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ESTA slowed by economy

August 8, 2011

A sour economy means less spending, which means less tax revenue which means less funding to support public transportation, including the Eastern Sierra Transit Authority. ESTA will be holding a series of meetings to discuss possible service reductions. File photo

The local public transportation system is growing – slowly, and sometimes painfully, but it is growing.
Amid funding shortages and other setbacks – such as a delay in delivery of vehicles for the Reds Meadow shuttle program and increasing fuel costs – the organization will have to cut some services but will retain its workforce. It is also asking less of its member agencies than it has in the past to get over this time of year’s financial hump.
The Eastern Sierra Transit Authority will be receiving less funding from the state, “a function of this economy,” John Helm, ESTA’s director, said by phone in July. He explained that in the current economy, tax revenue to the state is down. A portion of this revenue goes toward public transportation. As revenues decline, so do services.
Despite the deficiency in funding, Helm said he did not envision fewer personnel nor a change in employee benefits.
However, according to ESTA’s administrators, the system will likely have to undergo changes to services, whether it’s cancelled routes or increased fares, to keep its head above the current wave of dangerous economic waters, but it is also beginning to stand on its own power.
The Eastern Sierra Transit Authority will be holding a series of public hearings on proposed rate increases and possible route modifications.
Helm outlined a few proposed modifications. He said the Nite Rider service is on the chopping block, but many other services will try and be reworked and made more efficient to retain the core service package.
Helm said there may be modifications to the Bishop to Mammoth and Bishop to Lone Pine routes, possibly combining them with other routes.
Meeting times are as follows:
• Mammoth Lakes in the Town of Mammoth Lakes Council Chambers, Minaret Village Shopping Center, Suite Z, at 2 p.m. Friday, Aug. 5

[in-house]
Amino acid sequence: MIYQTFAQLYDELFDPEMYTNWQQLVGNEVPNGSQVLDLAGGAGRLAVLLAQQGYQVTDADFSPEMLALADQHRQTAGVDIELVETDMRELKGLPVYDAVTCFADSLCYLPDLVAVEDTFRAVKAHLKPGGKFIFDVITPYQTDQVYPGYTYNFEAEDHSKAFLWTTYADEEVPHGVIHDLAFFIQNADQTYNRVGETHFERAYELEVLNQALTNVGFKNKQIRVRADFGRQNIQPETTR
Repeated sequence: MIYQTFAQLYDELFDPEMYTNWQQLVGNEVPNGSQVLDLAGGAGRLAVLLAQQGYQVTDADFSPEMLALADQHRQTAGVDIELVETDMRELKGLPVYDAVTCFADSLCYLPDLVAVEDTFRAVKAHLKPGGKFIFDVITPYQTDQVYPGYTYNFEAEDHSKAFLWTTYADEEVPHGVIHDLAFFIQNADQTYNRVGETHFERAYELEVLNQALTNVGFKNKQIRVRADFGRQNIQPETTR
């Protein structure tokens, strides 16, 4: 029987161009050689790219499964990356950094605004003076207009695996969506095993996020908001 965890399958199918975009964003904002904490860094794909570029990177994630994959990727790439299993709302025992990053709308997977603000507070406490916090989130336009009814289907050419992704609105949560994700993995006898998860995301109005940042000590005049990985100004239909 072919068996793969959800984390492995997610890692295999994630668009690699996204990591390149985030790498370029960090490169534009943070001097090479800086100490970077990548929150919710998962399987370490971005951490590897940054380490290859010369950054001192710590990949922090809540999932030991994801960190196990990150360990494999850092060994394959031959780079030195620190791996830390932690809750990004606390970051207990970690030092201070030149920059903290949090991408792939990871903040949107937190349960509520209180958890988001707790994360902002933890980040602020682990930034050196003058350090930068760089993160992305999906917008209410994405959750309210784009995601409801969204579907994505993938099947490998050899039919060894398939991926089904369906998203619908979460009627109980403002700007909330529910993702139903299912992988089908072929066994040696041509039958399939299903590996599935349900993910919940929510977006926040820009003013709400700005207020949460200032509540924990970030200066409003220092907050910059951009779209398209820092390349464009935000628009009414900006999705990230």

• Lone Pine at Statham Hall, 138 Jackson St., at 10:30 a.m. Monday, Aug. 8
• Walker at the Senior Center, 399 Mule Deer Rd., at noon Tuesday, Aug. 9,
• Tecopa at the Tecopa Senior Center, Tecopa Hot Springs Road, at noon Thursday, Aug. 11
• Bishop in the City of Bishop Council Chambers, 301 W. Line St., Friday, at 10 a.m. Aug. 12
A major setback Helm blames on bureaucracy and red-tape at the federal level, is the failure of delivery of vehicles on time for this year’s seasonal Red’s Meadow/Devil’s Postpile shuttle service. Helm said ESTA retains the contract with the Forest Service for the shuttle service, but through an agreement, Mammoth Mountain Ski Area will provide the service this year and ESTA will regain the operation with new vehicles.
He said the delivery failure was unexpected.
ESTA had entered into a partnership with the Forest Service to begin offering the Red’s Meadow/Devil’s Postpile shuttle service beginning operation June 12, 2009.
Helm explained that there is no correlation between a lack of revenue causing cuts in services and a need for a loan/line-of-credit, which ESTA has requested of its member agencies – the City of Bishop, the Town of Mammoth, Inyo and Mono counties – for the third fiscal year in a row.
ESTA Transit Analyst Jill Batchelder explained that this time of year, the beginning of ESTA’s new fiscal year, comes with large bills, especially the insurance due as a yearly lump sum. ESTA is also grant-driven, but paid after the fact in reimbursements, so ESTA provides the service first, and then gets paid. For these reasons, ESTA asks for a small loan to get it through this difficult time of year.
The money is paid back, always in a timely manner, according to Batchelder and Denise Gillespie, Bishop’s assistant city clerk.
As ESTA grows, Batchelder explained, it is also growing a fund balance to pay for exactly these large annual bills.
The amount ESTA has requested from its member agencies this year has decreased from $325,000 in 2008-09 to $200,000 in 2009-10 and now $100,000 for 2010-11, split between the four groups for $25,000 each this fiscal year.
So far, the Bishop City Council has agreed to the request, and the item will come before the Mammoth Town Council on Aug. 8. The Inyo County Board of Supervisors said at its July 19 meeting that it supports the idea, but wants to pass its own budget before committing to ESTA. Mono County has been asked but it could not be confirmed at press time whether or not it would commit.
Last year, ESTA was also working off a one-time funding injection from the American Reinvestment and Recovery Act. Batchelder explained those funds are now gone and there is still incredible uncertainty concerning the state budget and what impacts it will have on transit funding.
For more information call ESTA at (760) 872-1901 or (800) 922-1930.

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